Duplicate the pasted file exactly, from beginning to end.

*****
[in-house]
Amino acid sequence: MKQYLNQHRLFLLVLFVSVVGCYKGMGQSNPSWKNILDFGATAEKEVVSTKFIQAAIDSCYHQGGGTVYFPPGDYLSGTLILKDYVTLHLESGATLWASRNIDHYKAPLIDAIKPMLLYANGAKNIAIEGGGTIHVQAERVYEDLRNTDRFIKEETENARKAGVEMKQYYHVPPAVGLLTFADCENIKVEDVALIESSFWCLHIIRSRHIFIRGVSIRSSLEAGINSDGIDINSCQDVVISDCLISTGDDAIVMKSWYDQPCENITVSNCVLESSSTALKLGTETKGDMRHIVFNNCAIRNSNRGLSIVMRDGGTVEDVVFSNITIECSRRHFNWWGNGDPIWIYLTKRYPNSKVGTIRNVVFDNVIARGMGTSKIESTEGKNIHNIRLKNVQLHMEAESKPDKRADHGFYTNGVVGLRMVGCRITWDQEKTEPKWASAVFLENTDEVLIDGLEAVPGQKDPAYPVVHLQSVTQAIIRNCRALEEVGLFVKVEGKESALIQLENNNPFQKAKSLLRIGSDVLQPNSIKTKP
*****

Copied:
[in-house]
Amino acid sequence: MKQYLNQHRLFLLVLFVSVVGCYKGMGQSNPSWKNILDFGATAEKEVVSTKFIQAAIDSCYHQGGGTVYFPPGDYLSGTLILKDYVTLHLESGATLWASRNIDHYKAPLIDAIKPMLLYANGAKNIAIEGGGTIHVQAERVYEDLRNTDRFIKEETENARKAGVEMKQYYHVPPAVGLLTFADCENIKVEDVALIESSFWCLHIIRSRHIFIRGVSIRSSLEAGINSDGIDINSCQDVVISDCLISTGDDAIVMKSWYDQPCENITVSNCVLESSSTALKLGTETKGDMRHIVFNNCAIRNSNRGLSIVMRDGGTVEDVVFSNITIECSRRHFNWWGNGDPIWIYLTKRYPNSKVGTIRNVVFDNVIARGMGTSKIESTEGKNIHNIRLKNVQLHMEAESKPDKRADHGFYTNGVVGLRMVGCRITWDQEKTEPKWASAVFLENTDEVLIDGLEAVPGQKDPAYPVVHLQSVTQAIIRNCRALEEVGLFVKVEGKESALIQLENNNPFQKAKSLLRIGSDVLQPNSIKTKP